to be asked to do this
the audiences are so
present and focused
in some of these places
the drop of a pin
I always want to make
sure that I don’t
waste their time
to take seriously
in an age of complexity
there’s information and distraction
but poetry finds a way
to wind through
in so many unexpected
who becomes involved
begins to see it
Is it difficult to practice Krsna Consciousness? Meat eating, drinking, smoking… These are normal stuffs in our society; so how do you manage to avoid these things? What is your motivation? Are you happy with your life?
While it’s made a significant impact on my life, I wouldn’t say that I’m very much of a practitioner any more. For at least twenty years now I’ve been drawn to other things like mindfulness meditation, Zen theory, psychedelics, shamanism, anarchism, and so on. I think I’m much happier this way. I do a form of zazen meditation, but these days I’m mostly focused on writing. I recently told someone that if I write for only an hour a day, I feel ill. It’s a bit of an obsession.
With so many things that is going on around the world, do you think vegetarianism is still a relevant issue today?
Vegetarianism is and will remain relevant for as long as our global consciousness is wrestling with compassion. It’s still something very important to me and yet it has become ingrained.
Tell us more about your experience when you first came to Vrindavan; describe Vrindavan at the time. What was your realization?
I was living with devotees back in Potomac after having lived in the Philly temple through the spring and summer. In this turn, I had moved from one camp to another, from Shelter to 108, bands both well known for being a major part of the second wave of Krishna consciousness in hardcore.
So I was with both camps as we were all heading to India. I was 18. I still remember so clearly my daily trips to the Yamuna River, chanting japa through the villages, visiting with Tamala Krishna Maharaja, going on an early morning Vrindavana Parikrama with my friend Raghunatha, him telling me to always carry a large stick on these walks, to fend off any pack of wild dog attacks I might encounter, since it happened to him days earlier.
It was an opportunity to grow up fast as it is for any young person spending time far away from home, but also with the aspect of being in a place that’s possibly a heaven realm. That’s the big idea about Vrindvana, after all, at least to me. And that’s what’s happening even now, with this interview. I’m entertaining, inevitably, a trippy thought that I’m being interviewed by someone currently in Heaven. How should I conduct myself if this is the case?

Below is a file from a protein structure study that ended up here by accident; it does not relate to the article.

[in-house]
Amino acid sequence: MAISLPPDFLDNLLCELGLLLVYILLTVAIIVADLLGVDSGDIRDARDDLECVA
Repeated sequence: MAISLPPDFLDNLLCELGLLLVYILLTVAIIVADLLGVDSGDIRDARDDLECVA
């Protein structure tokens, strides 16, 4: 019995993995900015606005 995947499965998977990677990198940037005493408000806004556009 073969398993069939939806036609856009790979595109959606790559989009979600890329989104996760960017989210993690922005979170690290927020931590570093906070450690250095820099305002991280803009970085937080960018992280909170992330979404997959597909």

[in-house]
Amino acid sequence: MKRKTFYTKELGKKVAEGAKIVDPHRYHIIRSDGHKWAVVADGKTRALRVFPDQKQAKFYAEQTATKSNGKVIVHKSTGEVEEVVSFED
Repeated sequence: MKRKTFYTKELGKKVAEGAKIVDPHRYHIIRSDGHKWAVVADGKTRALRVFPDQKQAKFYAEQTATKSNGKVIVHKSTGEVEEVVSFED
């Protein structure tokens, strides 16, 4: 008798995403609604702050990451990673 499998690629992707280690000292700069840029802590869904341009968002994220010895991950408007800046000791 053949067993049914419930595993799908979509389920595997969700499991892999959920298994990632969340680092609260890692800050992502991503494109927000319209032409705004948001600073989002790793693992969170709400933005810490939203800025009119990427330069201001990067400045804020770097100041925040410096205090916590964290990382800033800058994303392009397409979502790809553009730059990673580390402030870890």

Well, I wanted to get the best of this experience, so I started reading more about the esoteric nature of the land of Vrindavana. Any practitioner back in the States, having never been, is unable to appreciate Vrindavana to this extent— going on pilgrimage to the very sites we hear about in Krishna Book and Srimad Bhagavatam, and be in the places where these lilas were taking place, and supposedly still are, it contains a multitude of hidden layers. I suppose this is the business of a spiritual person, to wade through the hidden layers. As I was reading, I discovered an idea—at night, Vrindavana contracts like a lotus flower, its pedals joining together to help expedite Krishna’s travel time from one adventure to the next. I still find this fascinating.
Unfortunately, I feel ill with pneumonia rather early on in my stay, thus my agenda was cleared.
Another thing sticks out in my mind—one day I spotted a yogi on the side of the road taking a pretty serious smoke break. He was openly smoking weed. At the time, because I was still trying to be the good bhakta, I frowned on this. It was only because I was trying to be as staunch as possible, because that’s what was demanded of me. I didn’t even consider that this yogi was way more staunch than I would ever be. Here he was, smoking up in style. Something strange was sent to my unconscious mind that day that would many years later turn to curiosity and finally, fortunately, direct experience.
What is your message to the youth of today?
Here’s a list:
1. Be here somehow.
2. Find the things that ground you and make you happy.
3. Always work towards the positive and towards love.
4. Hold onto your friends.
5. Be aware of your own energy levels.
6. Tap into your creative spirit.
7. Spread your knowledge to others.
8. Be a light unto yourself.
9. Don’t forget the struggle.
10. Challenge yourself.
11. Practice radical honesty, with compassion.
12. Observe the life stages.
13. Go vegetarian!
14. Don’t take shit from anybody.
15. Plan ahead.
16. Don’t forget the streets.
17. Pick your battles.
18. Know when to quit.
19. Create your own solid organizational system.
20. Contemplate what it means to navigate.
Theft on Lilac
it was a cold attack dead of 10 o’clock
up goes that garage door with the push
of a button and the door into the hallway
stands wide open
our headlights shine
into the pitch black home invaded by a van
men who came in breaking the back window
contents turned up on their heads
drawers pulled out drapes torn down
parts of the dining room scattered
into kitchen with kitchen island tipped
a crack in the ceiling
revealing swamp waters
and now whoever can come crawling across
this broken seal
and reveal themselves here
for here is human desire converted
whoever deserves it most
no one knows
how we barb wire
the psyche but we know
to expect it
popped at three
a schedule or I’ll
grind a knuckle into my eye
back into the socket
the teacher will
ask what’s the matter?
I’ll say it’s allergies
among other things
like life back home
the cat is sipping broth
loud as bong hits
a witch stirring the pot
additional tiny poison drop
pour one out for a
friend back there
climb up on that
rock and see kids
what to do?
old wives’ tales
failure to elaborate
the page is torn
out of History Porn
we’re currently caught by
traffic and stuck in the pews
I can’t afford my own view
low on gas as a
fill ‘er up and fill out
and chill out
feeling it out
we’re brailing it out
in August House
lean against it
more squeamish than
a screaming poet